Dear Friends

Luke 15:  18, 19
‘”18I will get up and go to my father, and I will say to him, ‘Father, I have sinned against heaven and before you; 19I am no longer worthy to be called your son; treat me like one of your hired hands.’”
You may well have identified already that this is a quote from the parable of the prodigal son.  You may remember the younger son decamped with his inheritance which his indulgent but probably clinically insane father gave him as soon as he asked for it.  This is a parable which demonstrates the dire need for parenting courses in ancient Israel.  After frittering it all away he ended up starving in a less than minimum wage, zero hours contract with a local farmer feeding the pigs, which of course was complete anathema to a devout jew.  He could sink no lower.
It clearly took this complete drop in his fortunes to make him come to his senses and utter the words in the quote above.  He trots home, is welcomed back by his long-suffering father and enjoys a wonderful party about which his hard-working but slightly dull elder brother gets into a tremendous sulk.  And it’s here I have a confession to make!  When I think myself into this wonderful parable I always think I’m the dull older brother rather than the renegade younger one.  I’ll leave you to ponder what this says about me, but the point of telling you is that I don’t think I am alone in this.
We live in a society that is ever more keen in accountability and apportioning blame.  Whether we’re talking about national politics or personal responsibility at work, if something goes wrong, there is a desperate rush to find out whose fault it is.  Ostensibly this is so we can learn lessons for the future and so the same mistakes don’t happen again, but the subtext is so you and I can prove that it is not our fault.  In modern society we seem to have lost the ability to accept personal fallibility.  It’s not my fault so I’m perfect like my new white marble effect kitchen!  As soon as it looks a bit tatty, I’ll get a new one.  As soon as someone else makes a mistake, we’ll cast them out  so we can get someone else to do the job properly. The younger renegade son would have got very short shift indeed!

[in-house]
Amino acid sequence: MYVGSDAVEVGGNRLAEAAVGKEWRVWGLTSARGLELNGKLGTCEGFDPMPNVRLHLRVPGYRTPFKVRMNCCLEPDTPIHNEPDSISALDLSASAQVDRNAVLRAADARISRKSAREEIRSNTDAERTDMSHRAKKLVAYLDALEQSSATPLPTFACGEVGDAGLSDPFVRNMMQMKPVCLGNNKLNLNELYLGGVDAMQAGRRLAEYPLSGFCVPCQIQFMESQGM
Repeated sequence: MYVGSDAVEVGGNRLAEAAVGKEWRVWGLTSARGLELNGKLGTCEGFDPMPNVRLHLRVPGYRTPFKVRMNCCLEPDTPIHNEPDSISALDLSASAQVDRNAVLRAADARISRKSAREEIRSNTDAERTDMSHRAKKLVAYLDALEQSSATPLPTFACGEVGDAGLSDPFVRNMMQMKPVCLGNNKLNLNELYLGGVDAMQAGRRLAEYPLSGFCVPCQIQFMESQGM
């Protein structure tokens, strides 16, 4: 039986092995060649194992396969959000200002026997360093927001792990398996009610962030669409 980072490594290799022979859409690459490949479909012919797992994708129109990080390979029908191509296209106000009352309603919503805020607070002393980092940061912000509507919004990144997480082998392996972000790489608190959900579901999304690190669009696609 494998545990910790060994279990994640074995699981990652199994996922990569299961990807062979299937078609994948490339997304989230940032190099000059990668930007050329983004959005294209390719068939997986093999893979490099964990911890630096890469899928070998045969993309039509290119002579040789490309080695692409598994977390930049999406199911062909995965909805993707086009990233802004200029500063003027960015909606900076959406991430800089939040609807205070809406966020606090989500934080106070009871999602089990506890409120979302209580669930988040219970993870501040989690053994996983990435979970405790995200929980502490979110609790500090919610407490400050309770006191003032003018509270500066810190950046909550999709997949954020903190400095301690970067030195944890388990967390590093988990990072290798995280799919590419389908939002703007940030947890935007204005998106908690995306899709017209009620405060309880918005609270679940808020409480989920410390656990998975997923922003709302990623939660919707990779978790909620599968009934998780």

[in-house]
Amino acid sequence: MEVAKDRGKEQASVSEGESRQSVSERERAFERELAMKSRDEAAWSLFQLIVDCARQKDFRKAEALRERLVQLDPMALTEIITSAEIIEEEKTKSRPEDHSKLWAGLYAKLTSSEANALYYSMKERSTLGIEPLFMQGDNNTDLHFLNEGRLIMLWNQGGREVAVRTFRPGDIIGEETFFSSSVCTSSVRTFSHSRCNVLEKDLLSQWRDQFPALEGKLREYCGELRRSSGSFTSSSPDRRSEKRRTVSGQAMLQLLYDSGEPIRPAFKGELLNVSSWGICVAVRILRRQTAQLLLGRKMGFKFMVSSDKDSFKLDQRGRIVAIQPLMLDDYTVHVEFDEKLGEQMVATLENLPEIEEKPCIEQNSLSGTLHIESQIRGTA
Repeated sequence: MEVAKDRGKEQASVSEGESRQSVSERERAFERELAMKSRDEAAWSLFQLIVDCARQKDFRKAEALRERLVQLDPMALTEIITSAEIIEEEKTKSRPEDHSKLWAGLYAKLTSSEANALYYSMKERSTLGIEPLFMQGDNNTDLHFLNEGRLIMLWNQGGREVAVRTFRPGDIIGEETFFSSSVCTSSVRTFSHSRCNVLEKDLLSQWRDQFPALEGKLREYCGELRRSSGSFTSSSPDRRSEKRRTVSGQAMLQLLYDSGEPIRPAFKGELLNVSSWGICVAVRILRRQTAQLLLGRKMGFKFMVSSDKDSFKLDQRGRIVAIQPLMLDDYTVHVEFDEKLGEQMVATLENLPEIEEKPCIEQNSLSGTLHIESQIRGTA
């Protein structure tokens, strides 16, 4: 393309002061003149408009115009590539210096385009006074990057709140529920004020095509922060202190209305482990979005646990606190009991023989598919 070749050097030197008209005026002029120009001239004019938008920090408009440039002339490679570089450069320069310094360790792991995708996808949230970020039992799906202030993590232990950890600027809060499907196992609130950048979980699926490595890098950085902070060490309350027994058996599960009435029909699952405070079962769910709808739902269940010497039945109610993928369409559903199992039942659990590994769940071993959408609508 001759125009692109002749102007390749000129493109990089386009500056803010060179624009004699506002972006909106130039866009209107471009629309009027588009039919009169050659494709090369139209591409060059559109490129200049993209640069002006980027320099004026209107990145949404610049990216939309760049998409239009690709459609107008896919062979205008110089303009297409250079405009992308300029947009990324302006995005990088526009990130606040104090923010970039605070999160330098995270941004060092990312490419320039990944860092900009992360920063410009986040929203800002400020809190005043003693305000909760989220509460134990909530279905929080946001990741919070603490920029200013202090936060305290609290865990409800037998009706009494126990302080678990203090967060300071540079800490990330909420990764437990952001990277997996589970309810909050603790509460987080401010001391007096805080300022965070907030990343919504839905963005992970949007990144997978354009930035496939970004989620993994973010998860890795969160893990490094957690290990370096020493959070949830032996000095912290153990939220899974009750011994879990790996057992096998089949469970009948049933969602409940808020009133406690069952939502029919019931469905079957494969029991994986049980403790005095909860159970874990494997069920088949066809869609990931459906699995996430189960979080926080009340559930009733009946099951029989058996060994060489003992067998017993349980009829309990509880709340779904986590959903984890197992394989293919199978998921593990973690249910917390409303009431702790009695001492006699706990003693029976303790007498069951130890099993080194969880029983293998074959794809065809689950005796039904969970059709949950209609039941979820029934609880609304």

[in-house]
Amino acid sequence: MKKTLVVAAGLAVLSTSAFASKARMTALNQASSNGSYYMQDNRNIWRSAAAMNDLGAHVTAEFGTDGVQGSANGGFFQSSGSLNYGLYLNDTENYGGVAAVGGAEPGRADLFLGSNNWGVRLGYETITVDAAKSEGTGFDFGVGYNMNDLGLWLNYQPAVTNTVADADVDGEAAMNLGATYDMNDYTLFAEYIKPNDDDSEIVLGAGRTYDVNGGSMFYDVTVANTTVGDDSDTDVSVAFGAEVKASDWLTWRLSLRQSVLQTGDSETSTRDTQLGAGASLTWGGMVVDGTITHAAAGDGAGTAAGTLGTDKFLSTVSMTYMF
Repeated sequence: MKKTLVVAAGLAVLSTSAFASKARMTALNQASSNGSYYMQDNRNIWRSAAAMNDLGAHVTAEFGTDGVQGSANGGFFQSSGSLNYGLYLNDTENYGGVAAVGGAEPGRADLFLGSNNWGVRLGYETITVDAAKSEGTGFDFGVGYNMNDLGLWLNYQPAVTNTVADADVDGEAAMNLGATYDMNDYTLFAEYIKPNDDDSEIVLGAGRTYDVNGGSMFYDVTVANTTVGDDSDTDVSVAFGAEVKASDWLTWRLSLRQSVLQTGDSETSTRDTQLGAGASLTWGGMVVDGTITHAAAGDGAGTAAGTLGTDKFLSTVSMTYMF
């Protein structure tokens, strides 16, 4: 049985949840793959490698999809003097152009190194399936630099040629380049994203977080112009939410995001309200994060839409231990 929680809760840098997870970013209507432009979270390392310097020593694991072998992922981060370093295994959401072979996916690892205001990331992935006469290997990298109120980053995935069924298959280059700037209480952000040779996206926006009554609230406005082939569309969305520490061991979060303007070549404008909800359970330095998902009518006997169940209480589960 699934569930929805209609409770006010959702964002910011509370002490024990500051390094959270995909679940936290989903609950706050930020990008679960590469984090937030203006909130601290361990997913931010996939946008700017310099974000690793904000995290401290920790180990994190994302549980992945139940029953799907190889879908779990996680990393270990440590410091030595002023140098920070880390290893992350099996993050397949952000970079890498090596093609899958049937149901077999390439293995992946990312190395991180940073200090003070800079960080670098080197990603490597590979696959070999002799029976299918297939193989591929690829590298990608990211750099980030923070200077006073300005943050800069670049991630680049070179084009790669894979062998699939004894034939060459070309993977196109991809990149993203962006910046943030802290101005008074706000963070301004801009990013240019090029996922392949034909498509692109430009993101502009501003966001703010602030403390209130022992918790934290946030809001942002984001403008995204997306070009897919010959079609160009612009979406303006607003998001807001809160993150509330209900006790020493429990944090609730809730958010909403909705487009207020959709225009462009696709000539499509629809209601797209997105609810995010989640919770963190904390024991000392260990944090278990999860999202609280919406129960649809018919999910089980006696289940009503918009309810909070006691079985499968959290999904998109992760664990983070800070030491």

Is it a co-incidence that, in such a blame centred culture, anxiety rates are through the roof.  We all strive to be perfect because there is such a small sense of the need for forgiveness in the world?  Maybe the beginning of Lent is the time to remember that I have actually got just as much in common with the feckless younger brother as the supercilious older one.  Because of course our Lord Jesus Christ, who told the story first, and clearly understood human psychology rather better than us, majors rather heavily on honesty and forgiveness.  But it’s difficult to accept the forgiveness if you don’t accept that you need to be forgiven!
A prayer which is very suitable for the beginning of Lent!
Lord Jesus, grant me the strength to forgive.
Purify my heart and mind.
Bestow your grace on my weaknesses and failings.
Open my life to your true and endless love. Amen.
Below is a painting by the French 19th Century artist Pierre Puvis de Chavannes.  I don’t know the artist or the panting at all but I like the sense of destitution it gives.  He has no hope but to throw himself on his loving father.
The Prodigal Son. Pierre Puvis de Chavannes
Every blessing